Egyptians Excited about Electing a New President
Mohammed Morsi of the Muslim Brotherhood was elected President of Egypt last weekend with 51.7% of the run-off vote, defeating former Prime Minister Ahmed Shafik, widely accepted to be the unofficial candidate of former president Hosni Mubarak’s pre-revolution regime.
The election followed significant concerns about behind-the-scenes manipulation by Egypt’s military council to ascertain a win for Shafik. The final tally puts him at 48.2% with 12,347,380 votes, to Morsi’s 13,230,131. Morsi will be sworn in July 1.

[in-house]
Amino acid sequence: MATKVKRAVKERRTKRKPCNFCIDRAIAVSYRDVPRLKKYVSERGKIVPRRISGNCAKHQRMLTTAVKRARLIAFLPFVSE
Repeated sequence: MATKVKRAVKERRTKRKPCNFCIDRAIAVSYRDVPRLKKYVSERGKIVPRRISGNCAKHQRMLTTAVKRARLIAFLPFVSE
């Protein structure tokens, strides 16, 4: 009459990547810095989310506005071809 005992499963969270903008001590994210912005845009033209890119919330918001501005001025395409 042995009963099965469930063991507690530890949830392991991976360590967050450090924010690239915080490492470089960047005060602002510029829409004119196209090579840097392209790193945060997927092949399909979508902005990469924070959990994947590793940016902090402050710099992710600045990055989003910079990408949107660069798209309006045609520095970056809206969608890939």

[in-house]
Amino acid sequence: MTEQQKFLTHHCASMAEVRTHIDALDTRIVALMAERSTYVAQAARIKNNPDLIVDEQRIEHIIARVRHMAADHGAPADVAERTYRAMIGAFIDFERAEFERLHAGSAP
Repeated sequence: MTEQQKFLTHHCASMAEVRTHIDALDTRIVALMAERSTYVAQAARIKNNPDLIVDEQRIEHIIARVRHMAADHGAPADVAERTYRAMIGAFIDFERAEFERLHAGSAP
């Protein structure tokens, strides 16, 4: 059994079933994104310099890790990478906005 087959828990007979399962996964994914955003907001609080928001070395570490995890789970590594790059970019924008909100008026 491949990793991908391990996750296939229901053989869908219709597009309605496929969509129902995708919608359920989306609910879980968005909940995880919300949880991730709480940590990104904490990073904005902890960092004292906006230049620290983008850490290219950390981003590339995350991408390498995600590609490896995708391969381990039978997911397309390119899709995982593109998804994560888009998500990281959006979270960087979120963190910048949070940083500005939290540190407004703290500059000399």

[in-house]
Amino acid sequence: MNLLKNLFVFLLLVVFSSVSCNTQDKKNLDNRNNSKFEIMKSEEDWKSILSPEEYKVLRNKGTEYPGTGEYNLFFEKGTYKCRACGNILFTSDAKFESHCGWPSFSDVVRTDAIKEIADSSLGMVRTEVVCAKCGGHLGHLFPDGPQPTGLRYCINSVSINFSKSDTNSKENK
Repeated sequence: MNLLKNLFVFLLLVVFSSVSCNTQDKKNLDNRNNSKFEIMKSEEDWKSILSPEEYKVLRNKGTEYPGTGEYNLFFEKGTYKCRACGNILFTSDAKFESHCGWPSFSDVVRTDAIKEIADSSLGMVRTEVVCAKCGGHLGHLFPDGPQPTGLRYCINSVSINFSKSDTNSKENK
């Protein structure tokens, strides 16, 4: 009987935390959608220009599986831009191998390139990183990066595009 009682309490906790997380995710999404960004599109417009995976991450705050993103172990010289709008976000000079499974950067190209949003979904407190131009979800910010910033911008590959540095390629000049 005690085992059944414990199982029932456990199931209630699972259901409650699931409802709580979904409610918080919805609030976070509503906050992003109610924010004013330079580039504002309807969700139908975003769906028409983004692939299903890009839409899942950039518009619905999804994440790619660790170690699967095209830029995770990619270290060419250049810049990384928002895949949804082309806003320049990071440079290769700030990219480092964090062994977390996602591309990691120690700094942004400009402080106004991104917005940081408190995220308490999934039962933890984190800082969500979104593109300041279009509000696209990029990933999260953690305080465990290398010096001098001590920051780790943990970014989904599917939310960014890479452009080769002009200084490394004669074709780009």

The president-elect received his Ph.D . in engineering from the University of Southern California in 1982. He served as an Assistant Professor at California State University, Northridge, before returning to Egypt to teach in 1985. Like many of the Tahrir Square protesters of 2011, the 60-year-old spent some time in jail under the Mubarak regime prior to taking the place of disqualified Muslim Brotherhood candidate Khairat al-Shater, the Party’s original choice.
The military council will still retain control of the Egyptian army, the largest in the Middle East. Morsi has pledged to respect all international treaties that Egypt has signed, including those signed with Israel in 1979—an essential agreement for continued US aid.
Five hundred days after the ouster of Mubarak, the result is a historic win for the revolutionary movement—but clashes between it and the old regime will likely continue into the future.
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